Open Access Research article

The Cryptosporidium parvum Kinome

Jennifer D Artz1*, Amy K Wernimont1, Abdellah Allali-Hassani1, Yong Zhao1, Mehrnaz Amani1, Yu-Hui Lin1, Guillermo Senisterra1, Gregory A Wasney1, Oleg Fedorov2, Oliver King2, Annette Roos2, Vlad V Lunin1, Wei Qiu1, Patrick Finerty1, Ashley Hutchinson1, Irene Chau1, Frank von Delft2, Farrell MacKenzie1, Jocelyne Lew1, Ivona Kozieradzki1, Masoud Vedadi1, Matthieu Schapira1, Chao Zhang3, Kevan Shokat3, Tom Heightman2 and Raymond Hui1

Author Affiliations

1 Structural Genomics Consortium, University of Toronto, MaRS South Tower, Floor 7, 101 College St, Toronto, Ontario M5G 1L7, Canada

2 Structural Genomics Consortium, University of Oxford, Old Road Research Building, Roosevelt Drive, Oxford OX3 7DQ, UK

3 Howard Hughes Medical Institute, Department of Cellular and Molecular Pharmacology, University of California at San Francisco, San Francisco, California 94158, USA

For all author emails, please log on.

BMC Genomics 2011, 12:478  doi:10.1186/1471-2164-12-478

Published: 30 September 2011

Abstract

Background

Hundreds of millions of people are infected with cryptosporidiosis annually, with immunocompromised individuals suffering debilitating symptoms and children in socioeconomically challenged regions at risk of repeated infections. There is currently no effective drug available. In order to facilitate the pursuit of anti-cryptosporidiosis targets and compounds, our study spans the classification of the Cryptosporidium parvum kinome and the structural and biochemical characterization of representatives from the CDPK family and a MAP kinase.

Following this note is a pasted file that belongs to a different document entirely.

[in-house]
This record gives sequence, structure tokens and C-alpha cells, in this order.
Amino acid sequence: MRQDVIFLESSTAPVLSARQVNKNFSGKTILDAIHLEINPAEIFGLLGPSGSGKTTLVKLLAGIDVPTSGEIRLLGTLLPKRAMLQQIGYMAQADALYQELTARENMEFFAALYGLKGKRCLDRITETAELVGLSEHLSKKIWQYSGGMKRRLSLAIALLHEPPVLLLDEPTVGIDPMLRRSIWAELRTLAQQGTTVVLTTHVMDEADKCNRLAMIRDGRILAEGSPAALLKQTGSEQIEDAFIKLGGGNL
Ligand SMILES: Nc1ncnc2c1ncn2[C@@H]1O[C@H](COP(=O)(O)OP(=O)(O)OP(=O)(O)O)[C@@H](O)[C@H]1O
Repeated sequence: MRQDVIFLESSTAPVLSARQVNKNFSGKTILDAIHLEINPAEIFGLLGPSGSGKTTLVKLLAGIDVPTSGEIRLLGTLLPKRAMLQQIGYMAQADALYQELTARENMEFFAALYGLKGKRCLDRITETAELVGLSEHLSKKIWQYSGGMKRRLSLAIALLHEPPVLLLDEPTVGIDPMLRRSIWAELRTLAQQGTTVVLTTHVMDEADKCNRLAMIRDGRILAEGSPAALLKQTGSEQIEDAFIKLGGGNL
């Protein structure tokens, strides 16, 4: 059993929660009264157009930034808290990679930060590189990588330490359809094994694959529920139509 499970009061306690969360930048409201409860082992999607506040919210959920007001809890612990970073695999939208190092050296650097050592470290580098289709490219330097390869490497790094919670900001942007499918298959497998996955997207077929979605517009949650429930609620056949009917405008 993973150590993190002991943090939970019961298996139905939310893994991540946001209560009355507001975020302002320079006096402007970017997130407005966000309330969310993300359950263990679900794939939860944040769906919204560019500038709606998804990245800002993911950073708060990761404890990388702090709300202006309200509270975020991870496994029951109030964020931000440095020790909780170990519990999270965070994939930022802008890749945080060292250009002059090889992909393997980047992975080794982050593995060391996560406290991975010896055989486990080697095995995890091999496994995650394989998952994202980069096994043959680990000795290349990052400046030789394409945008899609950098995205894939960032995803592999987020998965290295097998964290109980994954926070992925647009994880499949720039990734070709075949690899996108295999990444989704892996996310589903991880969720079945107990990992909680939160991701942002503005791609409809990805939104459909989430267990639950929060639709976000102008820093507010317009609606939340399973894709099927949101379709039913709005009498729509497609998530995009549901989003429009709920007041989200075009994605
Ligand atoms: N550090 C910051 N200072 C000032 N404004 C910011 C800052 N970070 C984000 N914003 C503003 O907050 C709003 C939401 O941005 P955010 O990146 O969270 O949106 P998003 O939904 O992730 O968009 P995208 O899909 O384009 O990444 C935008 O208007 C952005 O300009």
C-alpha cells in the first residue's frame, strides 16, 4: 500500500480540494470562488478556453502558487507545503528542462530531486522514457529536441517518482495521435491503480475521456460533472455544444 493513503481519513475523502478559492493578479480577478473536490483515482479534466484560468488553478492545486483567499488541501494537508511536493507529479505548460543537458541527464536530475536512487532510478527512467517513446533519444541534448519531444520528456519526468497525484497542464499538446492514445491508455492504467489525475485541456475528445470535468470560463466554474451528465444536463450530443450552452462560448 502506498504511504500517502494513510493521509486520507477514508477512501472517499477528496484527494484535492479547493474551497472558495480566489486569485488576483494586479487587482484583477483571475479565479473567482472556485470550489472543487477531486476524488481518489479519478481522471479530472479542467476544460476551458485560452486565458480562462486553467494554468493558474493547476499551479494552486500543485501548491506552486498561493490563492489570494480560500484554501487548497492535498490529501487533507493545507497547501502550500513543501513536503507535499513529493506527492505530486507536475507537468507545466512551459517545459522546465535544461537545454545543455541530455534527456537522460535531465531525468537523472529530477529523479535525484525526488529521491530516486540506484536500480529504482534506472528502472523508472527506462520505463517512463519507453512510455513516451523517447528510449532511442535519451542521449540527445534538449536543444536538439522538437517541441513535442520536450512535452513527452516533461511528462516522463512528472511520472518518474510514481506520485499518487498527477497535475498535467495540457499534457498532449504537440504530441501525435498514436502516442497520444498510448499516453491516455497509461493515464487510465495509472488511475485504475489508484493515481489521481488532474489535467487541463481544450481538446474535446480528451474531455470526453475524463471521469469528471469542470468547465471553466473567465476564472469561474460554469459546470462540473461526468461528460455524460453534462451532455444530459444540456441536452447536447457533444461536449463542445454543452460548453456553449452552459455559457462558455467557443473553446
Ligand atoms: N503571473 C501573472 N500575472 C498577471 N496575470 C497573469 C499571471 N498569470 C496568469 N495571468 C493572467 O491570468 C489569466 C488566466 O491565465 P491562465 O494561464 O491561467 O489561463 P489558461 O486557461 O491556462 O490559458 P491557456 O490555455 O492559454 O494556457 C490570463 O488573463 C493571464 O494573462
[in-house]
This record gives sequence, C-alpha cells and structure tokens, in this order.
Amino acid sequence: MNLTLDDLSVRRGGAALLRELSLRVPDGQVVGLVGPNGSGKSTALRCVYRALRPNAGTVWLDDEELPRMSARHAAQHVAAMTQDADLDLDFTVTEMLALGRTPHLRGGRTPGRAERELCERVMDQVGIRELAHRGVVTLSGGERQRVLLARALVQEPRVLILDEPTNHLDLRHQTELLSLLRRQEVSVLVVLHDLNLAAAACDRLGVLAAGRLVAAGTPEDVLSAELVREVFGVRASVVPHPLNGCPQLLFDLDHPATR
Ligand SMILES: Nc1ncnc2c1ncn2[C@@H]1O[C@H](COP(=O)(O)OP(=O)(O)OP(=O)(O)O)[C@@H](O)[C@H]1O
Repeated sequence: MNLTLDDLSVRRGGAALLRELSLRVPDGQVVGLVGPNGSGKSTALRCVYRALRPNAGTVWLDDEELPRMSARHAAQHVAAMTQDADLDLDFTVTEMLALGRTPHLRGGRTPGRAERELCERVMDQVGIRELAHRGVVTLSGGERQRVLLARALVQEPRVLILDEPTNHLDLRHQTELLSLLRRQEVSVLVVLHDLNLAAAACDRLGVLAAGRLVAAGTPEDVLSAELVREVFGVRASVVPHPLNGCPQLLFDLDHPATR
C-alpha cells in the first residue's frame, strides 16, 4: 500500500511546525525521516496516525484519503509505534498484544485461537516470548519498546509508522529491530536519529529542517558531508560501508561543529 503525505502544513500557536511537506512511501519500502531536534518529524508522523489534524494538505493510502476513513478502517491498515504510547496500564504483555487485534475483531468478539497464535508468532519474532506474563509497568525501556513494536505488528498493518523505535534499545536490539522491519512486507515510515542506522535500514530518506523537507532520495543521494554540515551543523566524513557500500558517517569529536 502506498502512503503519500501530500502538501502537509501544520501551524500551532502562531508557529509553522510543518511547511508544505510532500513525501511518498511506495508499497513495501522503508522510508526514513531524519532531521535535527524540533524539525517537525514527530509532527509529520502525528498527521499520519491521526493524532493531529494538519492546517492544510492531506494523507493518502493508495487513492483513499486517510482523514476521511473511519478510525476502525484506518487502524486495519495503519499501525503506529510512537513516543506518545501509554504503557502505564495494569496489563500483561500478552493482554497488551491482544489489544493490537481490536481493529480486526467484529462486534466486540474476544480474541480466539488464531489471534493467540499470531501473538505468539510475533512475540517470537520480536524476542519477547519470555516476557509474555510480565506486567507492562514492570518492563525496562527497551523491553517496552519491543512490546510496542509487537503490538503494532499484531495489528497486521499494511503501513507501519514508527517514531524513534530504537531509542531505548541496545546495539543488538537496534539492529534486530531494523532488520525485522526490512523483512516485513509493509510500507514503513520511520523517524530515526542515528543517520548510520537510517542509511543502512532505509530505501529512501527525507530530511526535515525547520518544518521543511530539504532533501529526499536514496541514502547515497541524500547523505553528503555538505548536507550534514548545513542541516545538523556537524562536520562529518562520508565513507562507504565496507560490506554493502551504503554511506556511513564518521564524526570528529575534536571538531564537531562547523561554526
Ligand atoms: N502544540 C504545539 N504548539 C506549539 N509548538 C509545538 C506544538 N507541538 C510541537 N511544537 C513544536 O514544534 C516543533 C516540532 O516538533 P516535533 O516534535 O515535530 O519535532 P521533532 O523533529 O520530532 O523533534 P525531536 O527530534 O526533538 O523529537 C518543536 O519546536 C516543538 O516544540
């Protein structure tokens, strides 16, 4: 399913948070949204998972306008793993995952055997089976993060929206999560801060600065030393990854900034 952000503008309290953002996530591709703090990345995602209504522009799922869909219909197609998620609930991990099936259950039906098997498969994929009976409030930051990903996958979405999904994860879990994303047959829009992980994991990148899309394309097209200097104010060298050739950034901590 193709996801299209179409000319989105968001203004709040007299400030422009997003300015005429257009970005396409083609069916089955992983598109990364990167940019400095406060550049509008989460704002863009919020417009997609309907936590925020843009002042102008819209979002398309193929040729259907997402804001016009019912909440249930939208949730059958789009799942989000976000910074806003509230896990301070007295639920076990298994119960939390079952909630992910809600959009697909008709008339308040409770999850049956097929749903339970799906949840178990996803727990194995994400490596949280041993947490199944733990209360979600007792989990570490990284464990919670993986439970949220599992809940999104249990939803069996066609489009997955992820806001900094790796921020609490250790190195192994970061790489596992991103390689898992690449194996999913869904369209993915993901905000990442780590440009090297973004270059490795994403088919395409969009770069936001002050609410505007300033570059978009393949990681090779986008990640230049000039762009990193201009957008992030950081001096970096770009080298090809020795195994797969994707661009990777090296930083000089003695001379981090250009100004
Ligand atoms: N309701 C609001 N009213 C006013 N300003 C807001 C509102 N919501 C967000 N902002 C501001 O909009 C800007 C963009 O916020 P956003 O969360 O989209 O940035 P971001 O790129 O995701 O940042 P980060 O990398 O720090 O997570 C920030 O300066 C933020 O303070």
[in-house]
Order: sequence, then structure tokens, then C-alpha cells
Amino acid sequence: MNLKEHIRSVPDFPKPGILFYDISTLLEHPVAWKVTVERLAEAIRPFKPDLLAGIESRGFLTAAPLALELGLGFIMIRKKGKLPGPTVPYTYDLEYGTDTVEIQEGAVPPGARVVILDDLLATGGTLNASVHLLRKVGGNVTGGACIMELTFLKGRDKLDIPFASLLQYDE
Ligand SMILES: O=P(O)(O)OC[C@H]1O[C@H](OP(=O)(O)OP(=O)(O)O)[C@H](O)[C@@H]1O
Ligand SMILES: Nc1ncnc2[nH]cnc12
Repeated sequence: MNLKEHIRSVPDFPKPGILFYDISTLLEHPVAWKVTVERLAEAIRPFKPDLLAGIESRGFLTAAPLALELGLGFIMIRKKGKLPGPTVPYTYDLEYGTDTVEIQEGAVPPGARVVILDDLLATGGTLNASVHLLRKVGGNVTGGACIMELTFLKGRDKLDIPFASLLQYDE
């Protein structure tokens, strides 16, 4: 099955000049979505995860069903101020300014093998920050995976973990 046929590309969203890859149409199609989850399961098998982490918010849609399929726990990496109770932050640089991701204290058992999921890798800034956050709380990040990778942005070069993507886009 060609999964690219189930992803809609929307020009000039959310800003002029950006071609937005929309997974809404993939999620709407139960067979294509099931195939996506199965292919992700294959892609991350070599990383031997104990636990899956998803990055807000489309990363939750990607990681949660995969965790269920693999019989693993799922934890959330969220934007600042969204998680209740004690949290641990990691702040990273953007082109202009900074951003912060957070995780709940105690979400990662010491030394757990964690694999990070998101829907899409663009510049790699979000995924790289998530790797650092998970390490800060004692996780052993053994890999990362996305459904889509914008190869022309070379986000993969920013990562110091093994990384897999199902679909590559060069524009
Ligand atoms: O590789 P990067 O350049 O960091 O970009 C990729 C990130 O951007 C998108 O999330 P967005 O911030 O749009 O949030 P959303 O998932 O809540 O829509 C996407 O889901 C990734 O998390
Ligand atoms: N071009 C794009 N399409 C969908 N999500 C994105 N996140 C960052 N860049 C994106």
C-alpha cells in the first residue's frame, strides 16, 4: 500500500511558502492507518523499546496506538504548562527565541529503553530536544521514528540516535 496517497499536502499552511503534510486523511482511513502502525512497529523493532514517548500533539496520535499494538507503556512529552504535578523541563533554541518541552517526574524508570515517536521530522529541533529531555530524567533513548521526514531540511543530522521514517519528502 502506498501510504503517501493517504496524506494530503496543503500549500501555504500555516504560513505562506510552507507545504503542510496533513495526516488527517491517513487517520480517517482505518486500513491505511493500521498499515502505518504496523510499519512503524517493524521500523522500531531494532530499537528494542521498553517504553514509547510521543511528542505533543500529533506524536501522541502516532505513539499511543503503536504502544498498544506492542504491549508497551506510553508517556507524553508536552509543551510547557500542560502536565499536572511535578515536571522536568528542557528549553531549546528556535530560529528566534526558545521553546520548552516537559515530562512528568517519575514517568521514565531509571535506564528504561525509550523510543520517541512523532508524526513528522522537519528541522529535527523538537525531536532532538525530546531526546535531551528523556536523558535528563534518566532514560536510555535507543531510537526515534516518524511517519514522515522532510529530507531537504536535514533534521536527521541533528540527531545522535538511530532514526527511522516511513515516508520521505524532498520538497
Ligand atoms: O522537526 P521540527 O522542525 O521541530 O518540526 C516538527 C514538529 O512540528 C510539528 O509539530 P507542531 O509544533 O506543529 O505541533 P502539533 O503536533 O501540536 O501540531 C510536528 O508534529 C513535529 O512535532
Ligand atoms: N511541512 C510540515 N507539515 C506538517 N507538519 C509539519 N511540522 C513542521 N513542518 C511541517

Results

The C. parvum kinome comprises over 70 members, some of which may be promising drug targets. These C. parvum protein kinases include members in the AGC, Atypical, CaMK, CK1, CMGC, and TKL groups; however, almost 35% could only be classified as OPK (other protein kinases). In addition, about 25% of the kinases identified did not have any known orthologues outside of Cryptosporidium spp. Comparison of specific kinases with their Plasmodium falciparum and Toxoplasma gondii orthologues revealed some distinct characteristics within the C. parvum kinome, including potential targets and opportunities for drug design. Structural and biochemical analysis of 4 representatives of the CaMK group and a MAP kinase confirms features that may be exploited in inhibitor design. Indeed, screening CpCDPK1 against a library of kinase inhibitors yielded a set of the pyrazolopyrimidine derivatives (PP1-derivatives) with IC50 values of < 10 nM. The binding of a PP1-derivative is further described by an inhibitor-bound crystal structure of CpCDPK1. In addition, structural analysis of CpCDPK4 identified an unprecedented Zn-finger within the CDPK kinase domain that may have implications for its regulation.

Conclusions

Identification and comparison of the C. parvum protein kinases against other parasitic kinases shows how orthologue- and family-based research can be used to facilitate characterization of promising drug targets and the search for new drugs.